Almost as bad as hate crimes themselves is the designation. It is a little piece of totalitarian nonsense, a way for prosecutors to punish miscreants for their thoughts or speech, both of which used to be protected by the Constitution (I am an originalist in this regard). It is not the criminal act alone that matters anymore but the belief that might have triggered the act. For this, you can get an extra five years or so in the clink.
Take the sad case of Tyler Clementi. The Rutgers University freshman leapt from the George Washington Bridge three days after his roommate and another person allegedly set up a webcam to watch Clementi's intimate encounter with another man and then streamed it to others. Immediately, the cry of "hate crime" was heard throughout the land, and the authorities said they were considering bringing such a charge. (No decision yet.) But Clementi, by all accounts a very sensitive young man, might have reacted to such spying the same way if his partner had been a woman -- or, if he were married and with a woman not his wife. Is, somehow, the life of a homosexual more valuable than the life of a heterosexual?
The standard rationale for hate-crime laws is that hate crimes, to quote the proclamation Quinn and the police commissioner issued that day, "tear at the very fabric of our free society." To wit, if one gay man is mugged, other gays are intimidated. A whole class of people is affected. Maybe so. But if there is a rape in the park, women will stay away. And there are whole areas of town -- any town -- where I wouldn't go in an armored car on account of a fear of crime. Crime affects everyone.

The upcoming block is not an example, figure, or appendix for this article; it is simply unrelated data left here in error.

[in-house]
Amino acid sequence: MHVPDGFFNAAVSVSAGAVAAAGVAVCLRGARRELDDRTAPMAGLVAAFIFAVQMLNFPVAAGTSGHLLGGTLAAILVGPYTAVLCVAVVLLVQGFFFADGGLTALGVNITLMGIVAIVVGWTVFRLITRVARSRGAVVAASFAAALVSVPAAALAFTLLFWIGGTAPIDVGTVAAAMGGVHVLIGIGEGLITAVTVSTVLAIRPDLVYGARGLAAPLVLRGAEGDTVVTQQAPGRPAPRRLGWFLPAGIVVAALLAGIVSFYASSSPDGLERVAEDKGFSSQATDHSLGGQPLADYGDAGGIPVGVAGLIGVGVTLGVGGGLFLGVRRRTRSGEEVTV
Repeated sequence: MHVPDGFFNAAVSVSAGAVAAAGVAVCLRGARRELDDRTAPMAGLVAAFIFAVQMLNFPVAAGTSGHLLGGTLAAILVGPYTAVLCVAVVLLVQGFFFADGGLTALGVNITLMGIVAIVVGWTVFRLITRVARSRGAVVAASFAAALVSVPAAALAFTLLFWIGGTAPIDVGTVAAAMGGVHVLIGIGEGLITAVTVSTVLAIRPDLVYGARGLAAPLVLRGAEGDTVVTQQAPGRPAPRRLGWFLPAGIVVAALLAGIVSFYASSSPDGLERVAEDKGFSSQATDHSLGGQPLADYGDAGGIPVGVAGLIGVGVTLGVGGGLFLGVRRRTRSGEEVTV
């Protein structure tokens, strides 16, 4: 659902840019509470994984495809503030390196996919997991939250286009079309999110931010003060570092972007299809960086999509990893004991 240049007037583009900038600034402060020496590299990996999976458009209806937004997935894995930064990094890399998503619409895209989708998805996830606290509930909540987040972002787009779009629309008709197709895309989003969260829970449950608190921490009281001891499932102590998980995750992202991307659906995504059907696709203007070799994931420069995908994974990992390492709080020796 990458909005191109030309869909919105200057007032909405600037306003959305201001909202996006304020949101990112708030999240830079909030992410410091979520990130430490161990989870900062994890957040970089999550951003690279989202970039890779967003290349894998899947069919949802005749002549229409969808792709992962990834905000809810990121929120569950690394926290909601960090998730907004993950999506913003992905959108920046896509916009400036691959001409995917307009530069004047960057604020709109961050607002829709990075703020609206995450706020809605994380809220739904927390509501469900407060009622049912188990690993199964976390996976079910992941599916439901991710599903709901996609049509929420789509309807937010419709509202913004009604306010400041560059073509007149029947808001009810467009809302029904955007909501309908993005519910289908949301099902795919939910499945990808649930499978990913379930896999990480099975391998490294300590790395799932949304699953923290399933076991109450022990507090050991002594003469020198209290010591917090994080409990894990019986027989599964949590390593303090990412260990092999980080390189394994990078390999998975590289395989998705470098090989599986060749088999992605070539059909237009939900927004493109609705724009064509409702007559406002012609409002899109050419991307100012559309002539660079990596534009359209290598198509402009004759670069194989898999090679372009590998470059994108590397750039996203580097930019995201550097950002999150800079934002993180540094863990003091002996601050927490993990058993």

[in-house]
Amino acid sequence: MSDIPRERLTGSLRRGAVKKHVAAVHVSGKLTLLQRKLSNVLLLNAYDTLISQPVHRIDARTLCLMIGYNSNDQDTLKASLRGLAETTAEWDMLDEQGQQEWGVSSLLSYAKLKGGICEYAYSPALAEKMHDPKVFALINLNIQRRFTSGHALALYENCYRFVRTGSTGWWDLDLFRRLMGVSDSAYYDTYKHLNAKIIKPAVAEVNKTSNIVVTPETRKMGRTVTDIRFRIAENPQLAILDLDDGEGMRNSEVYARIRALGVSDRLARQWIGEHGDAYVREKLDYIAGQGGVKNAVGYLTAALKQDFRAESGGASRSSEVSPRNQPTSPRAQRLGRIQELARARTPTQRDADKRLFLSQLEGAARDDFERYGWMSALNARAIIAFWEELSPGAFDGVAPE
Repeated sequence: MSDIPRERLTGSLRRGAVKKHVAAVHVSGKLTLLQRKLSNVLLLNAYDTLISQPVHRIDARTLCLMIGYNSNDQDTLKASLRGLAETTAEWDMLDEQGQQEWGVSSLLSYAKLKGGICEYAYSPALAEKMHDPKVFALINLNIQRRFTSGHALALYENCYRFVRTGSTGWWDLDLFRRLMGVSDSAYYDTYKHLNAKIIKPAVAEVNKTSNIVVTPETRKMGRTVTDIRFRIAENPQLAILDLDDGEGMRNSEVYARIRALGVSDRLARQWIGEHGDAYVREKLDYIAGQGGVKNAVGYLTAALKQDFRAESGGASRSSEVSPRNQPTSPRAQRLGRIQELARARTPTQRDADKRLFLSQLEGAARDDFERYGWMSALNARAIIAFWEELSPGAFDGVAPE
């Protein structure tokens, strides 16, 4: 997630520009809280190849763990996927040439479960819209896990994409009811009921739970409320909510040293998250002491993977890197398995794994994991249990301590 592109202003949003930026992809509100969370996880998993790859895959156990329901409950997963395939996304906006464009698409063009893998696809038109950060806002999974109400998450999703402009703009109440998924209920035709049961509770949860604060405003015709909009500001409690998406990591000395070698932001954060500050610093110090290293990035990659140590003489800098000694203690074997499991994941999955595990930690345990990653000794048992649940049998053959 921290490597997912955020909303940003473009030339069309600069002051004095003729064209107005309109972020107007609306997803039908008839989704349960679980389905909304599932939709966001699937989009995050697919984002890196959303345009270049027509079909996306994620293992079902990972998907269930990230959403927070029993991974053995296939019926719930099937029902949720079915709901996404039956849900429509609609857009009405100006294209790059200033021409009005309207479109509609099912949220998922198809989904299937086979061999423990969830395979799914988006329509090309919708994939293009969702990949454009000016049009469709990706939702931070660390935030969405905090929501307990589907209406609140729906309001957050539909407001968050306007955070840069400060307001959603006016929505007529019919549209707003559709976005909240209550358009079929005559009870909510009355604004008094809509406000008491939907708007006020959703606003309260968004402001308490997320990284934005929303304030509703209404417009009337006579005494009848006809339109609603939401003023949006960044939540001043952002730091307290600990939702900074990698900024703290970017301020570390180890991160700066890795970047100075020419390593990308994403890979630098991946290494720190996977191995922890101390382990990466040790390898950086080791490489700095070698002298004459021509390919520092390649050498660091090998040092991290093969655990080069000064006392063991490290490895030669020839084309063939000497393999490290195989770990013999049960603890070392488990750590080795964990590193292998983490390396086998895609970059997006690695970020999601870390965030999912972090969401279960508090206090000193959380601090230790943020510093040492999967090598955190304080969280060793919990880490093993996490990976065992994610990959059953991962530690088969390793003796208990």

The torture of those three men in the Bronx is amply covered by a plethora of laws -- assault, kidnapping, etc. The victims were not more or less victimized by their assailants' hatred of gays. Their torture was not more painful because their torturers hated them. It was the torture itself that mattered. And if the alleged gang members accused of the crimes either were not somehow aware that there are laws forbidding torture or didn't care one way or another, why do we think an additional law regarding hate is going to deter them?
Hate-crime laws combine the touching conservative belief in the unerring efficacy of deterrence (which rises to its absurd and hideous apogee with executions) with the liberal belief that when it comes to particular groups, basic rights may be suspended. Thus we get affirmative action in which certain people are advantaged at the expense of other people based entirely on race or ethnicity. This tender feeling toward minorities must account for why civil liberties groups have remained so appallingly silent about hate-crimes legislation.
The upshot combines Orwell with Kafka. What is the crime? Attempted murder? Or attempted murder on account of hate? Whom does the perpetrator hate, and how much does he hate him or her? On Long Island, some goons felt a solemn obligation to rid the area of Hispanics. Hate, pure and simple. But one of the perpetrators had black and Hispanic friends -- and a swastika tattooed on his leg. Was he racist or, as his father maintained, just a dumb kid? Did he really hate Hispanics or just Hispanic immigrants and, anyway, what did it matter? Their victim was dead -- the ultimate crime. Should his killers get life for his death -- and another five years for what they thought of him?
Prosecutors have vast powers. Most of them are decent, prudent people with a healthy respect for the law. But hate-crime laws arm the overly ambitious among them with permission to seek punishment for unpopular and often dreadful political views -- for thought. Those three guys in the Bronx were allegedly tortured by homophobic gang members who deserve jail. Their hatred, however, deserves condemnation.